MG: I was a commissioner for the Department of Public Works, and we oversaw the water supply for the City of Burlington. Our public water director and our commission came to the conclusion that we should remove fluoride from the water. Fluoride that is added to water is a chemical waste product, as Arnie said. Some comes from the nuclear industry; some comes from the phosphate fertilizer industry. None of it is pharmaceutical grade. And none of it is healthy. Dr. Paul Connard (?7:12) is a scientist who’s done an enormous amount of studies and has published a book. He is with Fluoride Action Network. You can go to their website and read why fluoride is so detrimental to personal health and how important it is for us to remove it from our water supplies.

AG: Human beings have always been exposed to background radiation. There are cosmic rays that come down from the sky. There’s the radioactive earths emit gamma rays that come up into your body from below. Bananas have potassium 40 in them. And when you eat that, you are absorbing radiation.

MG: So you’re telling us that there’s a difference between background radiation and man-made radiation? Is there?

AG: (8:05) Oh, yeah. The nuclear industry wants people to believe that Fukushima emitted no more than a couple billion bananas’ worth of radiation. We call that the banana equivalent does, by the way, which is a joke. The radiation from a banana, potassium 40, is very weak. It doesn’t have a lot of energy. The radiation from Cesium 137 is very powerful and likely does 100,000 to a million times more damage than a single decay in potassium 40. So there’s different types of isotopes. The man-made isotopes in general are more energetic than the isotopes that have been here forever and ever. Cesium 137 is a perfect example. It’s a very powerful energy source.

MG: Isn’t cesium called a muscle seeker?

AG: Yeah. Cesium gets absorbed in your muscles and causes an illness called Chernobyl Heart in children. Young children near Chernobyl had enormous heart deformities after the accident. Yuri Bendeshankov (?9:15) did some studies that clearly show that the exposure the children were getting and the heart damage that they were getting were identical to the damage he had shown in laboratory rats that he had been able to dissect. So that this concept of Chernobyl heart has been well known now for close to 20-plus years. Bendeshankov, by the way, was thrown in jail for four years, and that certainly puts a damper on analysis of a very serious question.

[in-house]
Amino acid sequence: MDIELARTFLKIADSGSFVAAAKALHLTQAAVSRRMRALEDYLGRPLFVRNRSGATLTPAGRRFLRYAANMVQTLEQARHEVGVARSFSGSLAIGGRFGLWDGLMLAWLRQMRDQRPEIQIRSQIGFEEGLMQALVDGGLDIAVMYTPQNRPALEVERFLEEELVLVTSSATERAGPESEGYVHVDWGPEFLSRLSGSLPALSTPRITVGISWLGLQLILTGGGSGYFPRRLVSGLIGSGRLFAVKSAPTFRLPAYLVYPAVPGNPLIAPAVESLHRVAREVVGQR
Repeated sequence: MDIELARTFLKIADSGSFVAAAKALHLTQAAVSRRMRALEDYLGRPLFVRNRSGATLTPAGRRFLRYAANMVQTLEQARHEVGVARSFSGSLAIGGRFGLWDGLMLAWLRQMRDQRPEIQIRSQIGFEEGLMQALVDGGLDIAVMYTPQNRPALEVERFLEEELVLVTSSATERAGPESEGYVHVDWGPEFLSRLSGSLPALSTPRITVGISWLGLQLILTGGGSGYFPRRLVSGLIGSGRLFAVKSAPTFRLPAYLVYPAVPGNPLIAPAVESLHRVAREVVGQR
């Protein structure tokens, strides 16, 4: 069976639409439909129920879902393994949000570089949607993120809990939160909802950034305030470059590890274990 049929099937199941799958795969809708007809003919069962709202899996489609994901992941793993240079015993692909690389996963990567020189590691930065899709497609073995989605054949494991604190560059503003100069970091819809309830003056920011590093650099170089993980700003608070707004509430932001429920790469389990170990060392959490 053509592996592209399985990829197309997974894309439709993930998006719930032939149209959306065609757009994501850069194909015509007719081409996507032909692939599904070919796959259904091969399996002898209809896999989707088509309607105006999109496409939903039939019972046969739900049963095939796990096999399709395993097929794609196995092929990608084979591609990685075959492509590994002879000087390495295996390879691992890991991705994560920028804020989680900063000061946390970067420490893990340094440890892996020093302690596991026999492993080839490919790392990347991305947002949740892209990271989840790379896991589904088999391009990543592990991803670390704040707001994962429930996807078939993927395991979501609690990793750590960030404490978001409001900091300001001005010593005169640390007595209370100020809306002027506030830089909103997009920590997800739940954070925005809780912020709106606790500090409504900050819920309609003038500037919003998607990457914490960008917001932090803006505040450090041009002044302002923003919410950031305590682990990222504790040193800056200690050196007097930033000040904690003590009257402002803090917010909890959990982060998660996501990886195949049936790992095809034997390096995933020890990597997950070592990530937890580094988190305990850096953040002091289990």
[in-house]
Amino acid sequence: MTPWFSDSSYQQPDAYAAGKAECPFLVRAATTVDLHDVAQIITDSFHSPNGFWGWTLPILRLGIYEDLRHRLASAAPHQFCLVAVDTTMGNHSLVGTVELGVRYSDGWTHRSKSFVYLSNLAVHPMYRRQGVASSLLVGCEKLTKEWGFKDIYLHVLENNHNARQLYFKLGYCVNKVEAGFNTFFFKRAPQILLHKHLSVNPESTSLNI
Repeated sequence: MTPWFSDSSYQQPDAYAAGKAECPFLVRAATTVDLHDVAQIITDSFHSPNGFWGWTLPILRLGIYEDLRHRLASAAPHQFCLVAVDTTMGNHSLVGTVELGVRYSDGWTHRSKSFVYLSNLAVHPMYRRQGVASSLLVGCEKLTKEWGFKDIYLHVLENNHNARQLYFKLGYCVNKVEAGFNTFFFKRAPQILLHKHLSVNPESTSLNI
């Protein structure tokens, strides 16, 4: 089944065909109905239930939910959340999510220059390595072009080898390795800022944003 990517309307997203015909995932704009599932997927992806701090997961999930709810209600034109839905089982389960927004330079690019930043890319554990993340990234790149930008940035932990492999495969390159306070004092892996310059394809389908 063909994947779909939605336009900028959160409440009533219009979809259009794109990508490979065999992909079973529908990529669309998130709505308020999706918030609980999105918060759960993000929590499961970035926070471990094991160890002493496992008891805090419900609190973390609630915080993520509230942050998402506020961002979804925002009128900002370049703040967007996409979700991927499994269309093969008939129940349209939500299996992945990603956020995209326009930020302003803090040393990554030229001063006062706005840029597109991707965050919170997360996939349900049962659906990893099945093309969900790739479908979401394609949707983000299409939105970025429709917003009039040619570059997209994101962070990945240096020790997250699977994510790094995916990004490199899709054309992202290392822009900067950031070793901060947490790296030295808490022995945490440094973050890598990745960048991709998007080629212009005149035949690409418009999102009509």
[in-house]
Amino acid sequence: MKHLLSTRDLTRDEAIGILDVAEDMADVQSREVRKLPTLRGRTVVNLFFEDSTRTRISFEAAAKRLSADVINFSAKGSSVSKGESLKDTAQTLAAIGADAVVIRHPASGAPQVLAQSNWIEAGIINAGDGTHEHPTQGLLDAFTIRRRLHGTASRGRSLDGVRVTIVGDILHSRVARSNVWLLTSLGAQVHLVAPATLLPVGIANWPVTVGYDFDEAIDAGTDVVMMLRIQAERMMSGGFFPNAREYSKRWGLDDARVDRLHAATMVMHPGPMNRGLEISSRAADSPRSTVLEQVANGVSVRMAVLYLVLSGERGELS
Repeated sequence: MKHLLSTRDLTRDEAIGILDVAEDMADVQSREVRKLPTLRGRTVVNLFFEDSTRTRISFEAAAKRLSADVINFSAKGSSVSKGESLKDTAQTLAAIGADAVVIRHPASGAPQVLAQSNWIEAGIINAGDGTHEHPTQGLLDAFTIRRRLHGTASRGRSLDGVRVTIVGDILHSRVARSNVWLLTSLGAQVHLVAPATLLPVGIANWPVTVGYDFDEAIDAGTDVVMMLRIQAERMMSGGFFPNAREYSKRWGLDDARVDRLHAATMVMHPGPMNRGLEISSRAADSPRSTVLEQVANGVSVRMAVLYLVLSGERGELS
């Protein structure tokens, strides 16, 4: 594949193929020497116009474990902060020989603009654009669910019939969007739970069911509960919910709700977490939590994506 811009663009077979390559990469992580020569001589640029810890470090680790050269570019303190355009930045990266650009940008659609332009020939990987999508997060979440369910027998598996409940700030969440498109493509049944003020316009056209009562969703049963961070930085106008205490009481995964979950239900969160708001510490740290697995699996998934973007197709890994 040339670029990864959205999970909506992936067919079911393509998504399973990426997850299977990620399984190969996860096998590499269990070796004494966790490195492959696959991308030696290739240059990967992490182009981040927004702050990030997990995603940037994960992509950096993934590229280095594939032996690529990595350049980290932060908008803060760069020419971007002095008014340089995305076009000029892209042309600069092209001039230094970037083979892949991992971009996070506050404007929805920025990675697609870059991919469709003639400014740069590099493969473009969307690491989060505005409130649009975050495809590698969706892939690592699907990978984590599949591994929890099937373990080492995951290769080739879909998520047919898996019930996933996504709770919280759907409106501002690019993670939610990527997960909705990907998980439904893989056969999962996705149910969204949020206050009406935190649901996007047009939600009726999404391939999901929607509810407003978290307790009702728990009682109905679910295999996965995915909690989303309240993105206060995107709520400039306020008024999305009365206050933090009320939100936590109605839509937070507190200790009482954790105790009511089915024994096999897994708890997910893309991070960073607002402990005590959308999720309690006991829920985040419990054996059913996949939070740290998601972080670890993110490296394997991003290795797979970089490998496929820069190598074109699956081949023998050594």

MG: And cesium is absorbed – it’s called a muscle seeker because it’s absorbed like potassium into the body.

AG: Yeah. Cesium on the periodic chart – the thing you learned in high school chemistry – cesium and potassium are in the same column on the chart. Another isotope is strontium 90. Strontium is just like calcium so it goes to your teeth, it goes to your bone. It creates leukemia. So strontium 90 doesn’t exist in the natural world; it’s a man-made isotope. Cesium 137 doesn’t exist in the natural world; it’s a man-made isotope. And in general, they’re much nastier because the energy they have is deposited inside your body much more energetically than the potassium from a banana, for instance.

MG: So Arnie, talk to us about fallout, because I remember that there were some pockets of fallout. What is fallout? And how does a radiation plume move? I’ve met Magdalena Verginer (?11:00) and we had her on one of our podcasts and her father, Dr. Ignes Verginer, was critical to the seminal studies on radiation plume movement. Could you talk to us more about that after the accident?